Criticism rises over David Boies' role in Weinstein's 'army of spies'

David Boies David Boies
Photo: Rick Kopstein/ALM

Criticism has been escalating today (7 November) against star litigator David Boies after The New Yorker reported that the Boies Schiller Flexner chairman, a longtime legal adviser to Harvey Weinstein, contracted with a controversial agency linked with former Israeli Mossad agents to derail the publication of a New York Times article about Weinstein’s alleged predatory conduct with women.

Boies signed a July 2017 contract with Israeli private intelligence agency Black Cube as part of his efforts to protect Weinstein’s reputation, with this move happening as his firm was  separately representing The New York Times in a libel case, The New Yorker reported. Boies was also involved in Weinstein’s relationship with PSOPS, another investigative firm, the magazine said.

Reaction from The New York Times was swift.

“We learned today that the law firm of Boies Schiller and Flexner secretly worked to stop our reporting on Harvey Weinstein at the same time as the firm’s lawyers were representing us in other matters. We consider this intolerable conduct, a grave betrayal of trust, and a breach of the basic professional standards that all lawyers are required to observe. It is inexcusable and we will be pursuing appropriate remedies,” the paper said in a statement late Monday.

On Twitter, Boies, who did not respond to messages seeking comment for this article, fared poorly too.

“You’re David Boies. Your obituary will say you helped extend marriage rights to millions. This is what you do next?” tweeted a senior editor from The Atlantic.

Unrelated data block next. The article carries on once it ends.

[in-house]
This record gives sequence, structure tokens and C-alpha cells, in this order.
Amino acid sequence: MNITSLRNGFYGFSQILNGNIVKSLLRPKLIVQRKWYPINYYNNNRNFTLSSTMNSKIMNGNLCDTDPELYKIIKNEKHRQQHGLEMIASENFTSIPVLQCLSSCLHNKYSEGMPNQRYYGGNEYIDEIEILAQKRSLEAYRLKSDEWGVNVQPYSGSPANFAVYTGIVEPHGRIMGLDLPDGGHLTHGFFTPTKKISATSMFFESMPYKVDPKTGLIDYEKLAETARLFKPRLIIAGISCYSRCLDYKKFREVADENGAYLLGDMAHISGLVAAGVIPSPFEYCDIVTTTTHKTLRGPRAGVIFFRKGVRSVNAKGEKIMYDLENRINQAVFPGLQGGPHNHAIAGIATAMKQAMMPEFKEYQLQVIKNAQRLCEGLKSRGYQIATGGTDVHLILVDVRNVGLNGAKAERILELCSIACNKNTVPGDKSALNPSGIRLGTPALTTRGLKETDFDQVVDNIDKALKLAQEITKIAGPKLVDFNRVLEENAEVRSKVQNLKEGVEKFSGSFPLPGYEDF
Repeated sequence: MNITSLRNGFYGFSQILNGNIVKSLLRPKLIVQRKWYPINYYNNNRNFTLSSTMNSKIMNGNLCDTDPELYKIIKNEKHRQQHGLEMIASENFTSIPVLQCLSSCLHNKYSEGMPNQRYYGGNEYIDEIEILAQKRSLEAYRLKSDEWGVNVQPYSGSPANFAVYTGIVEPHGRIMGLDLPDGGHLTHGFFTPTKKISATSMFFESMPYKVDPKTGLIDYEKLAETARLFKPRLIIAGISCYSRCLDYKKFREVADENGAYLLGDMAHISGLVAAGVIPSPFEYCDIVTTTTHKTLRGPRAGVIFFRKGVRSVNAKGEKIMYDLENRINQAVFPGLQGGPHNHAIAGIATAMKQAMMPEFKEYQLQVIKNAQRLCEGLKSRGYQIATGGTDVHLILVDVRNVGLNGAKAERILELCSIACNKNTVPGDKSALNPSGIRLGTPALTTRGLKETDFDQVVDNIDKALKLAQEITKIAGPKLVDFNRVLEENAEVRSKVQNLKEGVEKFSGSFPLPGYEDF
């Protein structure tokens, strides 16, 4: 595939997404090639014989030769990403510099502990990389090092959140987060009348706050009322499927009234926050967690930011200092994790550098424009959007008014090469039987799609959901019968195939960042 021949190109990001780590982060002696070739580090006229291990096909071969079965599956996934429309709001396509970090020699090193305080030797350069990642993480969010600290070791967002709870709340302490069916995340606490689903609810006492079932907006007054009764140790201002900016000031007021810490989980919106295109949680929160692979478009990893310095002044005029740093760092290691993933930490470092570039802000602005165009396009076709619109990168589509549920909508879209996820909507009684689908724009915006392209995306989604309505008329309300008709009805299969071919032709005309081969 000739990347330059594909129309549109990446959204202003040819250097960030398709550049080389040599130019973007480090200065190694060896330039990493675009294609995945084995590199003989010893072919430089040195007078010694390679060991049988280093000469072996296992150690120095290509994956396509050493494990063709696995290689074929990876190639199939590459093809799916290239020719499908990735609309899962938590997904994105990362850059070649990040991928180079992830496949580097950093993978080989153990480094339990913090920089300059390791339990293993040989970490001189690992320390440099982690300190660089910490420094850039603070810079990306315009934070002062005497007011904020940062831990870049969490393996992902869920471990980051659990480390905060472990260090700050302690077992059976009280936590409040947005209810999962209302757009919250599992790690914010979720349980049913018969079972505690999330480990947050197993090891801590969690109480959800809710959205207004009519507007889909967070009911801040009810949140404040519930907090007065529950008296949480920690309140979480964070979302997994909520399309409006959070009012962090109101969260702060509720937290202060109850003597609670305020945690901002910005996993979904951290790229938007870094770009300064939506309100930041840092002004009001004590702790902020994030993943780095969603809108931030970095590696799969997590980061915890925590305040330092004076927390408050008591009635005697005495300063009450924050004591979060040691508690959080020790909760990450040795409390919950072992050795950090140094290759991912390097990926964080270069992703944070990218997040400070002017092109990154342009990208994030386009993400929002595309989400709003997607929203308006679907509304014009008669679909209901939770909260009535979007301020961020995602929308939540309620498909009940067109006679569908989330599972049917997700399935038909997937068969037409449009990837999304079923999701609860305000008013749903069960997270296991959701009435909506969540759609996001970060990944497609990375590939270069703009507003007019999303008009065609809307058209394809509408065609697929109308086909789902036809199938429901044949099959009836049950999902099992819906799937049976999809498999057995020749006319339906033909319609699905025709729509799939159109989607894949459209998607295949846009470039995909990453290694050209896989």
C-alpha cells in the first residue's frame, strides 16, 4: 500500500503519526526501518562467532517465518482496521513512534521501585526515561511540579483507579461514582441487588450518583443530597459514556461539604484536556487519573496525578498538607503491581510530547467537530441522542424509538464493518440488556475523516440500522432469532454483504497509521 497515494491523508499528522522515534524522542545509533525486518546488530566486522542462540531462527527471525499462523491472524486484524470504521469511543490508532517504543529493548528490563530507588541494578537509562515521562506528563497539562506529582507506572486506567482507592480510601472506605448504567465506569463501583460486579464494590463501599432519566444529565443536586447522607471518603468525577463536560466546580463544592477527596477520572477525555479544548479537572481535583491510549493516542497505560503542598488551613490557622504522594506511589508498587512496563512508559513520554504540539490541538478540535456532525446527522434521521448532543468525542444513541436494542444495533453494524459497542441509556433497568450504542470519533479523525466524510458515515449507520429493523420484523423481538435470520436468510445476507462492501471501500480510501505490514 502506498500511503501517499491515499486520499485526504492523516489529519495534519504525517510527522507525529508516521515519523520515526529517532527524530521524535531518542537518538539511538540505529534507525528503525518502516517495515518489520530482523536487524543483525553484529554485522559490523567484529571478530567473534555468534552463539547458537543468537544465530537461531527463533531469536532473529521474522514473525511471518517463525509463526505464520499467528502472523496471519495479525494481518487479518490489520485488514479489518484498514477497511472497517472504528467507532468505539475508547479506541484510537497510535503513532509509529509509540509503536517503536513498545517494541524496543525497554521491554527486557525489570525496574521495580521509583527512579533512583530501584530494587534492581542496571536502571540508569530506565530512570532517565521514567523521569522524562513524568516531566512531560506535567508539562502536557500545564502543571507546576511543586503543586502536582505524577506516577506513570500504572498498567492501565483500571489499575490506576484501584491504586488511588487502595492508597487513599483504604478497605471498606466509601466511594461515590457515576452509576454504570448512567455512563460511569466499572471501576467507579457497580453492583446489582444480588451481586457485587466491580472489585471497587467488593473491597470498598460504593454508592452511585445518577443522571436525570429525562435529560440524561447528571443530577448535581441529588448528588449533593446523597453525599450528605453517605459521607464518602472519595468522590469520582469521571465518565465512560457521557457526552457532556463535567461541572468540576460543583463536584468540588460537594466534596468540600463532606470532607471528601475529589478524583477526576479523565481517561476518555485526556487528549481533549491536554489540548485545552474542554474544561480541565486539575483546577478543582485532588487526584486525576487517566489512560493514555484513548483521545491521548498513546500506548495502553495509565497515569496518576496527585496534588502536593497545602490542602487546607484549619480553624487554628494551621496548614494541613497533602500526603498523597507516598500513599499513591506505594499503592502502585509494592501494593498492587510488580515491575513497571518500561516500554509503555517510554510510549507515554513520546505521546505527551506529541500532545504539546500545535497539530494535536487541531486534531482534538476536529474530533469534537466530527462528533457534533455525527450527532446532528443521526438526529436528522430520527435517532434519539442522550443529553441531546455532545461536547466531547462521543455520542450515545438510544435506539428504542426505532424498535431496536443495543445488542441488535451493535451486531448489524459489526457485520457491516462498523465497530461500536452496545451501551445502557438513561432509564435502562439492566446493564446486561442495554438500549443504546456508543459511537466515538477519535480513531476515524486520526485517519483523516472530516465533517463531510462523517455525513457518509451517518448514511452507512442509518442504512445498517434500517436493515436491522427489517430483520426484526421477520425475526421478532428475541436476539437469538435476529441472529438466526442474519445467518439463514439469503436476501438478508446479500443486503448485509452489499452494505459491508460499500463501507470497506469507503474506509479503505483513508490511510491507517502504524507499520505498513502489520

In comments included in the The New Yorker article, titled “Harvey Weinstein’s Army of Spies“, Boies said: “We should not have been contracting with and paying investigators that we did not select and direct. At the time, it seemed a reasonable accommodation for a client, but it was not thought through, and that was my mistake. It was a mistake at the time.”

Boies, whose own film finance venture has done business with The Weinstein Co, described for The American Lawyer earlier this autumn what his role would and wouldn’t entail in representing Weinstein.

He said that he wouldn’t be helping Charles Harder of Beverly Hills-based Harder Mirell & Abrams, who threatened a $50m suit against The New York Times over its report alleging that Weinstein sought sexual favours from actresses, sometimes in workplace settings, for years.

Since then, Weinstein terminated his relationship with Harder and the libel suit was never filed.

Boies also said his role would not be to address “the subject matter of various news stories” published since the initial article detailing sexual harassment allegations against Weinstein, including The New Yorker‘s bombshell report that included rape allegations.

Weinstein has denied the newer allegations, specifically stating that he has not engaged in sex that was not consensual.

Boies, his firm and his film finance company, Boies/Schiller Film Group (BSFG), have multiple other ties to Weinstein, his brother Robert Weinstein (now head of The Weinstein Co) and the company itself. BSFG has co-produced movies with The Weinstein Company, such as Jane Got a Gun, a 2015 film starring Natalie Portman, and Gold,  a 2016 film starring Matthew McConaughey.

Boies and his partners Charles Fox Miller and Theodore “Ted” Uno, both of whom are divorce lawyers, represented Robert Weinstein, now separated from his ex-wife.

Boies also represented Harvey Weinstein during his dispute with board members of a nonprofit aids research organisation, which led to allegations that the film producer had used $600,000 in charitable contributions for commercial purposes.